IT & Operations

A sustainable supply chain? Finding a balance between costs, sustainability, and service

July 28, 2015

A green supply chain does not necessarily increase costs, but by looking at the triangle of costs, service, and sustainability, companies can find the right balance. Thus says Associate Professor Tarkan Tan. He gives lectures in the “Green Supply Chain” module of the TIAS Master of Operations and Supply Chain Excellence. 

Image: © Nationale Beeldbank

“Sustainability is first and foremost an important issue in conserving the planet on which we live. But there are also other reasons for companies to engage with sustainability in the supply chain,” says the associate professor in response to the question why sustainability is an important theme in logistics. First of all, there is a lot of pressure on companies to be sustainable in the logistics chain. Not only from consumers, but also B-to-B. “Just look at a company like Walmart, they screen their suppliers in the area of sustainability. When a company cannot fulfill the conditions, it might mean the end of the cooperation.” Moreover, there are rules and regulations that many companies must meet, such as the EU Emissions Trading System (EU ETS). “This ensures that the emission of carbon actually costs money.” And then there is the pressure from environmental groups. “Initiatives such as the Carbon Disclosure Project (CDP) are gaining more attention and support all over the world.”

Do you want to learn more about the “Green Supply Chain” module,which is part of the TIAS Master of Operations and Supply Chain Excellence. Download the brochure.

The power of lobbying

Although since 1997 there has been more focus on sustainability because of the Kyoto Protocol, this focus has diminished in recent years, says the professor. “The global crisis in 2008 has ensured that we are again looking at costs. Because of the power of lobbying, the Protocol has become less stringent. That is unfortunate, because the costs of carbon emissions is actually too low now.”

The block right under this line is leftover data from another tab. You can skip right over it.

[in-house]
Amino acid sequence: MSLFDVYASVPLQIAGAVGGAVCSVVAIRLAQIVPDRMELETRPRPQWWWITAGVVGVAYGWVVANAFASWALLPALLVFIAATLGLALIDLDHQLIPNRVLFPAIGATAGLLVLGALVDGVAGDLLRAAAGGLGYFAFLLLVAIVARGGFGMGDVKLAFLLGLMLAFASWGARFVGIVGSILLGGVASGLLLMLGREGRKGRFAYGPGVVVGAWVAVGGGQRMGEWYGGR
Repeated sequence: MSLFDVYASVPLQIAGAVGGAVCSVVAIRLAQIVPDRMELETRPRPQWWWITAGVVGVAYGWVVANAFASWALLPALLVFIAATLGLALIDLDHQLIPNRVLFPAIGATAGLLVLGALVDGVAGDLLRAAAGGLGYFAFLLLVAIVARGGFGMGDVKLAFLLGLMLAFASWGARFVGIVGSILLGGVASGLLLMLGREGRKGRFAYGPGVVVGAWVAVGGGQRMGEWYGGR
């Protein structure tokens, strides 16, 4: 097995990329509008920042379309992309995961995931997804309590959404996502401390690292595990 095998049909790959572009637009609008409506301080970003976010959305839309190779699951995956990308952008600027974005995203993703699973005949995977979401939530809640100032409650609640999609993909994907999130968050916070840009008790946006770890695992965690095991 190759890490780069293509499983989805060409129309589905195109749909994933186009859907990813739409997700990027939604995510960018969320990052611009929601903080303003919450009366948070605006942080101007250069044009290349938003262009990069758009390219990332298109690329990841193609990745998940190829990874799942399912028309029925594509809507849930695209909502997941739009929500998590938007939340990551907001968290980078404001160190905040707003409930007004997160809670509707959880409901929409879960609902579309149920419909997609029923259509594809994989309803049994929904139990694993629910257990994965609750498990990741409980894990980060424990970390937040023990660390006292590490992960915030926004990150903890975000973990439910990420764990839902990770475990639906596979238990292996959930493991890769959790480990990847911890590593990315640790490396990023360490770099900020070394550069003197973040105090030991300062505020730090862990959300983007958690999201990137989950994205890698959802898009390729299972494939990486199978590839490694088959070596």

Because many companies have to pay for carbon emissions, a sustainable supply chain may be cheaper. But a green supply chain does not always bring in money, says Tan. “Although the first steps a company takes are often also cost effective. A different product design that uses less material which is also better for the environment or that opts for a company with a slower transport mode that is also cheaper. Every company must make its own decision on that.” That can be done on the basis of the triangle of costs, service, and durability, Tan teaches the participants of his lectures. “By looking at sustainability in a quantitative way, companies can properly assess the impact on the supply chain and make better decisions.”

In his lectures Tan discusses the various issues surrounding green supply chains such as, for example, responsible purchasing, resource scarcity, green logistics, life cycle assessment, closed-loop supply chains, impacts of environmental regulations, and carbon leakage. Tan: “In the latter case, for example, companies choose to manufacture a product in a different place, because local carbon emission regulations makes this more attractive. “When the production is moved from a controlled area to an uncontrolled area, emissions can increase because the energy or manufacturing procedures in the unregulated area have weaker legal requirements or use less up-to-date technology. And there are also additional emissions from the transportation. The result is that the emissions from offshore production may result in increased overall net emissions.” 

Do you also want a Green Supply Chain?
The “Green Supply Chain” module is part of the TIAS Master of Operations and Supply Chain Excellence. Download the brochure for more information about this program.

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